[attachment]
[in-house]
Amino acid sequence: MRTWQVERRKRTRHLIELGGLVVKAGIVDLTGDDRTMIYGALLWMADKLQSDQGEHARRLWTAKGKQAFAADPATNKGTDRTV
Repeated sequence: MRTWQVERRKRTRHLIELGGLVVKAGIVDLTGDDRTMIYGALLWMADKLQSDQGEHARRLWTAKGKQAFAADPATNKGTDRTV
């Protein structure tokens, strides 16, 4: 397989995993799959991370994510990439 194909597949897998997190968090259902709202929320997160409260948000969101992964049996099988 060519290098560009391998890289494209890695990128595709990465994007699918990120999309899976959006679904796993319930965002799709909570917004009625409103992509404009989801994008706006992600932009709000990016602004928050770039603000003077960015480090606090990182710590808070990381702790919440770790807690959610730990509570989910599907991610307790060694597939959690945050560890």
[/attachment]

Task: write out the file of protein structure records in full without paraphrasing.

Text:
[in-house]
Amino acid sequence: MRTWQVERRKRTRHLIELGGLVVKAGIVDLTGDDRTMIYGALLWMADKLQSDQGEHARRLWTAKGKQAFAADPATNKGTDRTV
Repeated sequence: MRTWQVERRKRTRHLIELGGLVVKAGIVDLTGDDRTMIYGALLWMADKLQSDQGEHARRLWTAKGKQAFAADPATNKGTDRTV
């Protein structure tokens, strides 16, 4: 397989995993799959991370994510990439 194909597949897998997190968090259902709202929320997160409260948000969101992964049996099988 060519290098560009391998890289494209890695990128595709990465994007699918990120999309899976959006679904796993319930965002799709909570917004009625409103992509404009989801994008706006992600932009709000990016602004928050770039603000003077960015480090606090990182710590808070990381702790919440770790807690959610730990509570989910599907991610307790060694597939959690945050560890």